This is our joint event with HDFAG and is in celebration of the NADFAS Golden Jubilee to explore the music, art and poetry surrounding the extraordinary St. Cecilia. The day will be led by Peter Medhurst who lectured to Nidd Valley in April 2017 on Vivaldi in Venice.
St. Ceclia is the patron saint of music and her feast day falls in the month of November. Traditionally, she is the inventor of the organ and just about every portrait of her from Raphael to Max Ernst shows her seated at the organ making music.
Peter Medhurst did his musical training at the Royal College of Music and at the Mozarteum in Salzburg studying singing and early keyboard instruments. In addition to lecturing he has directed a wide range of choirs, vocal ensembles and instrumental groups, and adjudicated and given masterclasses for the British Federation of Music Festivals.
Held in St. Wilfrid's Church on Duchy Road (where our joint Church Recording team has also been hard at work) with coffee and lunch included. Peter Medhurst reveals over two sessions how this extraordinary woman became the patroness of music. He then goes on to variously perform, introduce and discuss the rich legacy of works she has inspired down the centuries from compositions by Handel and Purcell; paintings by Raphael and Waterhouse as well as the writings of Chaucer.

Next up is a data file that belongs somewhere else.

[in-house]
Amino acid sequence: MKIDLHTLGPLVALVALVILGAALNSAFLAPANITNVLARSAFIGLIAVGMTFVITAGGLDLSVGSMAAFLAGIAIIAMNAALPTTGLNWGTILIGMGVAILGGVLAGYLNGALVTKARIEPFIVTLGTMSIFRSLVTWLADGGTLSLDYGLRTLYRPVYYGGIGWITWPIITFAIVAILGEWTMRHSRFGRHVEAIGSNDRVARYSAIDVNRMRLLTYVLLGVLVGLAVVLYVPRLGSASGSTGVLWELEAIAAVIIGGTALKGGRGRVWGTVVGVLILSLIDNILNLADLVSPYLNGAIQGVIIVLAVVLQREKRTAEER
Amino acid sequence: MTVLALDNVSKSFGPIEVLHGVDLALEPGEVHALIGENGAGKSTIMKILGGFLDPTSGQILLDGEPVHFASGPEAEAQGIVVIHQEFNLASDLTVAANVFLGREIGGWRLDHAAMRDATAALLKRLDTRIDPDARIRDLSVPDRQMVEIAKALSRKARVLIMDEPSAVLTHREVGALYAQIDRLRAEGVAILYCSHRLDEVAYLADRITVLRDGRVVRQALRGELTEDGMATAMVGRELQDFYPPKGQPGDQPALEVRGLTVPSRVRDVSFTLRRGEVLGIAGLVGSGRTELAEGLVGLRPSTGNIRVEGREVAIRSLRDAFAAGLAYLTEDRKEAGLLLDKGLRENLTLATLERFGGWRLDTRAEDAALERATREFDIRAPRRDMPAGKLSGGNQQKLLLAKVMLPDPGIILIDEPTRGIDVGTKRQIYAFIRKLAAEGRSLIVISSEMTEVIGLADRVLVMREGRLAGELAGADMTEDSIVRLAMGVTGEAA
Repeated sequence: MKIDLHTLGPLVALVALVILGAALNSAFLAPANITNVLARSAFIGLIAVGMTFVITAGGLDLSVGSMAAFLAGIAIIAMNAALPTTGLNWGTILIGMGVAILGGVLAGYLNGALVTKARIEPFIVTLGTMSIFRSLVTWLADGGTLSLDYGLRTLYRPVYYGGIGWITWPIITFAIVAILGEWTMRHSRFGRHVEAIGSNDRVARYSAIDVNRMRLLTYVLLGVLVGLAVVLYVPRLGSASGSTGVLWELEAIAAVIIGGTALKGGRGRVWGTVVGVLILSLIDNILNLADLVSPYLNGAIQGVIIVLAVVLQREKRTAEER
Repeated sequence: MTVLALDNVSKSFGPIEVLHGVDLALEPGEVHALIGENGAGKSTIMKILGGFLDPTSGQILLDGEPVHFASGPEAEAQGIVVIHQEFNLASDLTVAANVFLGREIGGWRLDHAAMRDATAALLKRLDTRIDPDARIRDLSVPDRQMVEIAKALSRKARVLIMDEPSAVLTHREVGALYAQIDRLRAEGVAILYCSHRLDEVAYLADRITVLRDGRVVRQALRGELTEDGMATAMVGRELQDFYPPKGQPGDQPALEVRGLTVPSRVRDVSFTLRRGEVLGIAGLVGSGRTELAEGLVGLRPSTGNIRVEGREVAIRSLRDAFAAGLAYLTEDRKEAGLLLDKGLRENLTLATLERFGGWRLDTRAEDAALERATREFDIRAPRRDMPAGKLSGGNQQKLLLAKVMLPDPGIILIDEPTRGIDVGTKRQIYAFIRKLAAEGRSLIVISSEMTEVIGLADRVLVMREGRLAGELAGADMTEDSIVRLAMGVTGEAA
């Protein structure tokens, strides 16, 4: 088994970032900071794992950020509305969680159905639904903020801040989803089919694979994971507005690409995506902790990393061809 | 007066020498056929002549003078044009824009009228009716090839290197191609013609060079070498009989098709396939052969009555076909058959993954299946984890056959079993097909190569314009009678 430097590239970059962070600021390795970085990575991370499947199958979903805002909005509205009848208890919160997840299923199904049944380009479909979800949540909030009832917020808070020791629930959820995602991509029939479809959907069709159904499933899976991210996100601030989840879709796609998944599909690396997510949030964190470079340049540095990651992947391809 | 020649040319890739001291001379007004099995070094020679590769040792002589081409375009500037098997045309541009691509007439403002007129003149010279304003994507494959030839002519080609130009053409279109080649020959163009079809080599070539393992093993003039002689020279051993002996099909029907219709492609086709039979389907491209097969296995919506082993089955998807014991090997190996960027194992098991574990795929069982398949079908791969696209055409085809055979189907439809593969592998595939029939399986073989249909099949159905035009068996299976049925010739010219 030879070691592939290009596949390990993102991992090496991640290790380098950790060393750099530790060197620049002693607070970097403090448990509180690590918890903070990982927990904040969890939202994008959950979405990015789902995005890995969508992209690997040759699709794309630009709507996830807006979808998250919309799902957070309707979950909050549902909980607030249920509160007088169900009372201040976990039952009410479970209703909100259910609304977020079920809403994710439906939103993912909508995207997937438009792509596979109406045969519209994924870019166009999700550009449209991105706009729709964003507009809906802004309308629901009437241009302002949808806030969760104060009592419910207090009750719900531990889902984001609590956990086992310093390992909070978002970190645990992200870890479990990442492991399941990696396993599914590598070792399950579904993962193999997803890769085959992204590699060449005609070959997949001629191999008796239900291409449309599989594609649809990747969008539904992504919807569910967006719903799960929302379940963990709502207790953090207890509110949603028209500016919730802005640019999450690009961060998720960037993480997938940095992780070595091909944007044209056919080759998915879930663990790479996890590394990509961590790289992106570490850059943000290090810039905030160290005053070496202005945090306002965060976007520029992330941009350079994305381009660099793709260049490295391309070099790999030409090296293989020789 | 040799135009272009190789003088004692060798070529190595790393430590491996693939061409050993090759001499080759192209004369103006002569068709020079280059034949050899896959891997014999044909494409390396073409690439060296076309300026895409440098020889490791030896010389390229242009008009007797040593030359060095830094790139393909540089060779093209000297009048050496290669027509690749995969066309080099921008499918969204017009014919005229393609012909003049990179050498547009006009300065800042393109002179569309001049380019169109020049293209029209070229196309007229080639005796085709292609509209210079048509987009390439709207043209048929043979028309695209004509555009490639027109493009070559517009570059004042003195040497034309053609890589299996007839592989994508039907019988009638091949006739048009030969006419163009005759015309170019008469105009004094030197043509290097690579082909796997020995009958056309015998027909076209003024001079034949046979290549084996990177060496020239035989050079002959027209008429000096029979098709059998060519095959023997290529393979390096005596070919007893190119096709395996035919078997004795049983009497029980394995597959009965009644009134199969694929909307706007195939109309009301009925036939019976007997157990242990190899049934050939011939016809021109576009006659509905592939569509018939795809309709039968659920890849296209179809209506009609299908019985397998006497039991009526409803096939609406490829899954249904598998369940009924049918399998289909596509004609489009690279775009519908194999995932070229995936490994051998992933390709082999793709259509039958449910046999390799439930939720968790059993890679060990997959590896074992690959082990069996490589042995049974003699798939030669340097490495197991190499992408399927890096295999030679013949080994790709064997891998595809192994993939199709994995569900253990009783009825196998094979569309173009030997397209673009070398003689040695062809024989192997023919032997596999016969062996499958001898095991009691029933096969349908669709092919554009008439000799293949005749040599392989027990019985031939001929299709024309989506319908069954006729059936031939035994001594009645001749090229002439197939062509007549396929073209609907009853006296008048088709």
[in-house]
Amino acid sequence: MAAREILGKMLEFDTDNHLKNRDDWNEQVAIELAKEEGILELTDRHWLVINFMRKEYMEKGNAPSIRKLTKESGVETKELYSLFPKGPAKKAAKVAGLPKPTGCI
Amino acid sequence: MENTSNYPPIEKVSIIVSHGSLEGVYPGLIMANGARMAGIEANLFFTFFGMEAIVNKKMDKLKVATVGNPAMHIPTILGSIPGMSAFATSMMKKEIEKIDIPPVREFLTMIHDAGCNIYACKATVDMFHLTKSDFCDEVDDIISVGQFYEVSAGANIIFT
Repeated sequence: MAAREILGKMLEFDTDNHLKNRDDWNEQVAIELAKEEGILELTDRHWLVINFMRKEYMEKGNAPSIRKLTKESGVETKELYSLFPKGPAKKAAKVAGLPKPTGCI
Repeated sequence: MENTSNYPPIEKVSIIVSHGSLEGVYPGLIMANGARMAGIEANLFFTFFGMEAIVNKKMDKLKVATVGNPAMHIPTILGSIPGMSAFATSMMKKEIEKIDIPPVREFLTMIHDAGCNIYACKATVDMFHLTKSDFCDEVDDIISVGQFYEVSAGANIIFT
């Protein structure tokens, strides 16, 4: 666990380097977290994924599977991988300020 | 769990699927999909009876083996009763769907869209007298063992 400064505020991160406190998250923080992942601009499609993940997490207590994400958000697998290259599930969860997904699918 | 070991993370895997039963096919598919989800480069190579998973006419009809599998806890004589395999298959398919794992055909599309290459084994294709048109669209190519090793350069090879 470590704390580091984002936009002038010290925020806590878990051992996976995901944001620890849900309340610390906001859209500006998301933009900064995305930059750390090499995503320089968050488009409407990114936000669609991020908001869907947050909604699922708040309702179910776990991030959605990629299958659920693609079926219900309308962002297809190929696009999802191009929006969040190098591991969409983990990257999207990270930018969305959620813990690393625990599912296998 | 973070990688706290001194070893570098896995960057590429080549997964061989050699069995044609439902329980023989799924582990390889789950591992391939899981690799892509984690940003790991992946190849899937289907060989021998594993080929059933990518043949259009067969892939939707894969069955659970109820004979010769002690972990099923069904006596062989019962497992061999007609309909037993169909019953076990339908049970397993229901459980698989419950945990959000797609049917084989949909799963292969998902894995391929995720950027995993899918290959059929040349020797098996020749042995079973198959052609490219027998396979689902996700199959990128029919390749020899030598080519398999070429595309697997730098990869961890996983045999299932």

Full of interesting tales of the criminal art underworld, their origins, methods and corrupt dealers in the trade, including Bill, a handler of stolen antiques, a likeable rogue who provided invaluable information on other villains. We considered him to be a success story, as he turned his back on the antiques trade to become a professional chef. Nearly two decades later he was revealed as a prolific art forger. He was convicted along with his kitchen staff! An entertaining, informative and revealing 60 minutes.
Malcolm Kenwood is an experienced retired specialist police and private detective, investigating art and antique crime.
Formerly the Recoveries Director for the Art Loss Register which operates an international commercial database of stolen cultural property, he formed his own company and developed training programmes designed to educate law enforcement officers in all aspects of this area of criminal activity, undertaken in partnership with the Metropolitan Police Art and Antiques Unit at New Scotland Yard, London.
He has lectured to police conferences, customs officers, auction house staff, museum employees, Interpol and FBI.